“ Growing up German Catholic, I can honestly say I had heard of the Holocaust, but never really learned about the Holocaust. I attended private Catholic schools and lived in a predominately German community in South St. Louis, MO. I recall bits and pieces of prejudicial conversations around the family lunch table that were deeply troubling to me, even as a young child. It wasn’t until my mid-thirties that I fully understood the meaning of the Holocaust, when I visited the U.S. Holocaust Memorial Museum in Washington, D.C., with my husband and children. For me, this experience was truly life–changing.”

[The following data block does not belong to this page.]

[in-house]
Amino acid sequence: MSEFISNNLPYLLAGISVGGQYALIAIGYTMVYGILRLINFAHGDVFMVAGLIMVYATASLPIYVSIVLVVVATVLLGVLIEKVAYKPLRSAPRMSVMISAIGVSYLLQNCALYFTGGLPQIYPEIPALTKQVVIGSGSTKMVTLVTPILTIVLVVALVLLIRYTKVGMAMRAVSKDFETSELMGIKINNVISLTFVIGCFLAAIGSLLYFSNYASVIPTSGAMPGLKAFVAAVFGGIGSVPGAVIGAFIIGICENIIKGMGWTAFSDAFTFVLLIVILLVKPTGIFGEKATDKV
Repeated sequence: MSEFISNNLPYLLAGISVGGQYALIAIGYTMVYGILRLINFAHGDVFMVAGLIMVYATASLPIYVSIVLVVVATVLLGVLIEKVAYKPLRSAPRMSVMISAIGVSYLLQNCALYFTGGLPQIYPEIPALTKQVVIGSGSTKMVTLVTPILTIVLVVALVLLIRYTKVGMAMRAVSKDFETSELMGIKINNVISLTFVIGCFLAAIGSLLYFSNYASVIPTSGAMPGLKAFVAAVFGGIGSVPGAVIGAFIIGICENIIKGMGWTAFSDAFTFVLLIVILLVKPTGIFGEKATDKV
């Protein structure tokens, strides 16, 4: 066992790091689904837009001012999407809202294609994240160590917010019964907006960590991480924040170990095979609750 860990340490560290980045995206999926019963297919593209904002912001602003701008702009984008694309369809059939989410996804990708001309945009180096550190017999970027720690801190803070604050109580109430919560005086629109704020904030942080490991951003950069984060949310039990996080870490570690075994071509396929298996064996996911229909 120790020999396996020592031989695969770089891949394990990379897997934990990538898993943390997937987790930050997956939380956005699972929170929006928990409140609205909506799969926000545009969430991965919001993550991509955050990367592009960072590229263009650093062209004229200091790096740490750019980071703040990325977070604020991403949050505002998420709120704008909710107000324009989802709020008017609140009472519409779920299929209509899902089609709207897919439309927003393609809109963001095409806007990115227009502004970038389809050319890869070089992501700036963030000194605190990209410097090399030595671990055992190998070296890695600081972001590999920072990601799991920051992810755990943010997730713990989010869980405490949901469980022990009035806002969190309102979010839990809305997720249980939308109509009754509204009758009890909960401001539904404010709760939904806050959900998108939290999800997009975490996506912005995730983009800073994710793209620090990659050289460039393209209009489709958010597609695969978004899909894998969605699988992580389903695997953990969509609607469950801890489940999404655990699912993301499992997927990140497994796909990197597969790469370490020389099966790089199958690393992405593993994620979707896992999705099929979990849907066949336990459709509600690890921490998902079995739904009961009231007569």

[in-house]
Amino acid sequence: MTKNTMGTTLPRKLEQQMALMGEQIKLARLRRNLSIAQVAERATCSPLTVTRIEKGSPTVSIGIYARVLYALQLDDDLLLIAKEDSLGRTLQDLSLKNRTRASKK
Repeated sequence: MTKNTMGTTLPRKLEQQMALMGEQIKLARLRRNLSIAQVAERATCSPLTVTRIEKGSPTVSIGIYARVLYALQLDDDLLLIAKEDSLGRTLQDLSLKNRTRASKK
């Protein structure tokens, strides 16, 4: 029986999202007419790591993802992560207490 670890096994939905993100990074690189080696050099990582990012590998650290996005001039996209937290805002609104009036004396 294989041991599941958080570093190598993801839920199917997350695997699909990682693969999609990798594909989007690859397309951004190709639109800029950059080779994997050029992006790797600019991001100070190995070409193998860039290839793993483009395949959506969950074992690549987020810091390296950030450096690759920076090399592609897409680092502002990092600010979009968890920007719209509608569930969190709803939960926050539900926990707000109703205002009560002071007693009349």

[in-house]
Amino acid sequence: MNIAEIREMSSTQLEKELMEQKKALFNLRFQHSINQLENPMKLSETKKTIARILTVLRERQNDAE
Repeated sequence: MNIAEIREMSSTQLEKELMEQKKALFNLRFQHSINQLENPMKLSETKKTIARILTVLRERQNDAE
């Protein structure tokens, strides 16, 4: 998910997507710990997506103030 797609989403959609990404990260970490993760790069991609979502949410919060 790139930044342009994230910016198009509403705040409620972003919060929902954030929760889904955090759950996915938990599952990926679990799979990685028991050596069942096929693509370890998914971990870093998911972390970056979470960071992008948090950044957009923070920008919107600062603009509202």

– Dee Dee Simon

“ I am Jewish and my mother often read and spoke about the Holocaust in our home. My father was a cantor, a clergy member who filled diverse roles within the Jewish community. As a young child, I attended Epstein Hebrew Academy before transferring to the Ladue School District. I understood that if my grandmother had not fled Ukraine when she did, I would likely not be alive today. In another time and place, Dee Dee and I, as a German Catholic and a Jew, would not be married.”

– Eliot Simon